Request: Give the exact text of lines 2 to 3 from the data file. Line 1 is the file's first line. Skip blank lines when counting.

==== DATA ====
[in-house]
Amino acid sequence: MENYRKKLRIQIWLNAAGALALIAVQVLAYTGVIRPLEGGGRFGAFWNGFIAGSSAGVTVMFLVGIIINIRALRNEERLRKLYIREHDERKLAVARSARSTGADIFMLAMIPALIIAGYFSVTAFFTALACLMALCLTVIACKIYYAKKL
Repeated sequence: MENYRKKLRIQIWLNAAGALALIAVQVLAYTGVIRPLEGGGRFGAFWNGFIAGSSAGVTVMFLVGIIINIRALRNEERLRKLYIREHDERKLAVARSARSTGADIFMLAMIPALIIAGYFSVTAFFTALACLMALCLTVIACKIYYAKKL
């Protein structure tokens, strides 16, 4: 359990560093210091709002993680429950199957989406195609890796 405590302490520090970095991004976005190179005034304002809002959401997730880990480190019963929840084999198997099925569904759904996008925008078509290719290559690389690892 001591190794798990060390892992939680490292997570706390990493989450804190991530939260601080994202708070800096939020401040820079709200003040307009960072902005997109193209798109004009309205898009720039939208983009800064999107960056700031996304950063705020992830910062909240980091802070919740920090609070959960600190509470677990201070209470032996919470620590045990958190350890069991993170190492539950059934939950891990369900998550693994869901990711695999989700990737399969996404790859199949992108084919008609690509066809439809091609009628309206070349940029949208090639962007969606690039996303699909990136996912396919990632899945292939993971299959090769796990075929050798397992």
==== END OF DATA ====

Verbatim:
Amino acid sequence: MENYRKKLRIQIWLNAAGALALIAVQVLAYTGVIRPLEGGGRFGAFWNGFIAGSSAGVTVMFLVGIIINIRALRNEERLRKLYIREHDERKLAVARSARSTGADIFMLAMIPALIIAGYFSVTAFFTALACLMALCLTVIACKIYYAKKL
Repeated sequence: MENYRKKLRIQIWLNAAGALALIAVQVLAYTGVIRPLEGGGRFGAFWNGFIAGSSAGVTVMFLVGIIINIRALRNEERLRKLYIREHDERKLAVARSARSTGADIFMLAMIPALIIAGYFSVTAFFTALACLMALCLTVIACKIYYAKKL